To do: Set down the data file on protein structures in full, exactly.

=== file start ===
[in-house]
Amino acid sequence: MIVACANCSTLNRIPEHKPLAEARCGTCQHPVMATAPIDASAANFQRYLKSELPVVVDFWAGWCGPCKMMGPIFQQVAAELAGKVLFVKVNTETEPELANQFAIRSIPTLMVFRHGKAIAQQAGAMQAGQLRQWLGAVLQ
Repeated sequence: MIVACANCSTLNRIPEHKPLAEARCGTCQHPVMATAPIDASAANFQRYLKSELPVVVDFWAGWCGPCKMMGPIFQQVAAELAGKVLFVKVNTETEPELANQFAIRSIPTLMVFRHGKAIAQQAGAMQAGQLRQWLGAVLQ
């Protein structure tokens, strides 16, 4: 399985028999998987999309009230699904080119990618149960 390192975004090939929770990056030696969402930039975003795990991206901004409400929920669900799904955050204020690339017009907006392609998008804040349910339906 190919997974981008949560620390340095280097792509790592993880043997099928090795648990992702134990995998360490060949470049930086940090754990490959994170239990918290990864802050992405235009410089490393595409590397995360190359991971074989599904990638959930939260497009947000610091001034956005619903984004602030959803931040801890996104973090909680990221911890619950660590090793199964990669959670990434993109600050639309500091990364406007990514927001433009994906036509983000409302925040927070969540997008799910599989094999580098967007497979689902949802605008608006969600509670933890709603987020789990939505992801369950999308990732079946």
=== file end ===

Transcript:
[in-house]
Amino acid sequence: MIVACANCSTLNRIPEHKPLAEARCGTCQHPVMATAPIDASAANFQRYLKSELPVVVDFWAGWCGPCKMMGPIFQQVAAELAGKVLFVKVNTETEPELANQFAIRSIPTLMVFRHGKAIAQQAGAMQAGQLRQWLGAVLQ
Repeated sequence: MIVACANCSTLNRIPEHKPLAEARCGTCQHPVMATAPIDASAANFQRYLKSELPVVVDFWAGWCGPCKMMGPIFQQVAAELAGKVLFVKVNTETEPELANQFAIRSIPTLMVFRHGKAIAQQAGAMQAGQLRQWLGAVLQ
């Protein structure tokens, strides 16, 4: 399985028999998987999309009230699904080119990618149960 390192975004090939929770990056030696969402930039975003795990991206901004409400929920669900799904955050204020690339017009907006392609998008804040349910339906 190919997974981008949560620390340095280097792509790592993880043997099928090795648990992702134990995998360490060949470049930086940090754990490959994170239990918290990864802050992405235009410089490393595409590397995360190359991971074989599904990638959930939260497009947000610091001034956005619903984004602030959803931040801890996104973090909680990221911890619950660590090793199964990669959670990434993109600050639309500091990364406007990514927001433009994906036509983000409302925040927070969540997008799910599989094999580098967007497979689902949802605008608006969600509670933890709603987020789990939505992801369950999308990732079946």